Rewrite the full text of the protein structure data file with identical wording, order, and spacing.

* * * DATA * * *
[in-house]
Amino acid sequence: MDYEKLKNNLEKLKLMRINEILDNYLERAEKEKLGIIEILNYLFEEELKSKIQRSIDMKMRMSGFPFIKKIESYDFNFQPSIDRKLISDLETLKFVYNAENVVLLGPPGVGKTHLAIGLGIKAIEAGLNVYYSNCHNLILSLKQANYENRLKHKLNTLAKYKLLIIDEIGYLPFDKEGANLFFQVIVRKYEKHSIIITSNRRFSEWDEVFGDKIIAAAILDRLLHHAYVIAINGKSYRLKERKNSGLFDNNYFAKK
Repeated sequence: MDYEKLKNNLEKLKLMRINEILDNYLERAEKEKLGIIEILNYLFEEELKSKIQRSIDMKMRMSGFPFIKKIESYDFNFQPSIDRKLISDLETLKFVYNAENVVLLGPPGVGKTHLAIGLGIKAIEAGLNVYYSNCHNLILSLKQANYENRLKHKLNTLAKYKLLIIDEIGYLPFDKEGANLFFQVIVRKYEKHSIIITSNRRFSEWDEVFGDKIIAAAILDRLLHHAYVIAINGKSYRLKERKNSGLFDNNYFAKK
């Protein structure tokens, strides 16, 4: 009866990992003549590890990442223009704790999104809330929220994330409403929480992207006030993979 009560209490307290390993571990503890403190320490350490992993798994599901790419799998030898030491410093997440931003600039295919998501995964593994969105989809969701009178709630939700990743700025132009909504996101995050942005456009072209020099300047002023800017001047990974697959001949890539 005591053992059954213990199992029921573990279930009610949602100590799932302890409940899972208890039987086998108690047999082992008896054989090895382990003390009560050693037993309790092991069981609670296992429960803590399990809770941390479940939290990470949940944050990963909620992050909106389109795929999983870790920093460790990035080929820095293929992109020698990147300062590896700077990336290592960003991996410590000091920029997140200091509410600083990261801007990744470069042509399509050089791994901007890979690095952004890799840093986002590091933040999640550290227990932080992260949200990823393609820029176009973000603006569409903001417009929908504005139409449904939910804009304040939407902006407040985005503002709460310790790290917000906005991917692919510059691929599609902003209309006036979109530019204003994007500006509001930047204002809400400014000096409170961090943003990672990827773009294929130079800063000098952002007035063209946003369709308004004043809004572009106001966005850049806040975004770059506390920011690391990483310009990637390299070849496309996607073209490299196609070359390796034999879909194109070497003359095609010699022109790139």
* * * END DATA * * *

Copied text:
[in-house]
Amino acid sequence: MDYEKLKNNLEKLKLMRINEILDNYLERAEKEKLGIIEILNYLFEEELKSKIQRSIDMKMRMSGFPFIKKIESYDFNFQPSIDRKLISDLETLKFVYNAENVVLLGPPGVGKTHLAIGLGIKAIEAGLNVYYSNCHNLILSLKQANYENRLKHKLNTLAKYKLLIIDEIGYLPFDKEGANLFFQVIVRKYEKHSIIITSNRRFSEWDEVFGDKIIAAAILDRLLHHAYVIAINGKSYRLKERKNSGLFDNNYFAKK
Repeated sequence: MDYEKLKNNLEKLKLMRINEILDNYLERAEKEKLGIIEILNYLFEEELKSKIQRSIDMKMRMSGFPFIKKIESYDFNFQPSIDRKLISDLETLKFVYNAENVVLLGPPGVGKTHLAIGLGIKAIEAGLNVYYSNCHNLILSLKQANYENRLKHKLNTLAKYKLLIIDEIGYLPFDKEGANLFFQVIVRKYEKHSIIITSNRRFSEWDEVFGDKIIAAAILDRLLHHAYVIAINGKSYRLKERKNSGLFDNNYFAKK
């Protein structure tokens, strides 16, 4: 009866990992003549590890990442223009704790999104809330929220994330409403929480992207006030993979 009560209490307290390993571990503890403190320490350490992993798994599901790419799998030898030491410093997440931003600039295919998501995964593994969105989809969701009178709630939700990743700025132009909504996101995050942005456009072209020099300047002023800017001047990974697959001949890539 005591053992059954213990199992029921573990279930009610949602100590799932302890409940899972208890039987086998108690047999082992008896054989090895382990003390009560050693037993309790092991069981609670296992429960803590399990809770941390479940939290990470949940944050990963909620992050909106389109795929999983870790920093460790990035080929820095293929992109020698990147300062590896700077990336290592960003991996410590000091920029997140200091509410600083990261801007990744470069042509399509050089791994901007890979690095952004890799840093986002590091933040999640550290227990932080992260949200990823393609820029176009973000603006569409903001417009929908504005139409449904939910804009304040939407902006407040985005503002709460310790790290917000906005991917692919510059691929599609902003209309006036979109530019204003994007500006509001930047204002809400400014000096409170961090943003990672990827773009294929130079800063000098952002007035063209946003369709308004004043809004572009106001966005850049806040975004770059506390920011690391990483310009990637390299070849496309996607073209490299196609070359390796034999879909194109070497003359095609010699022109790139």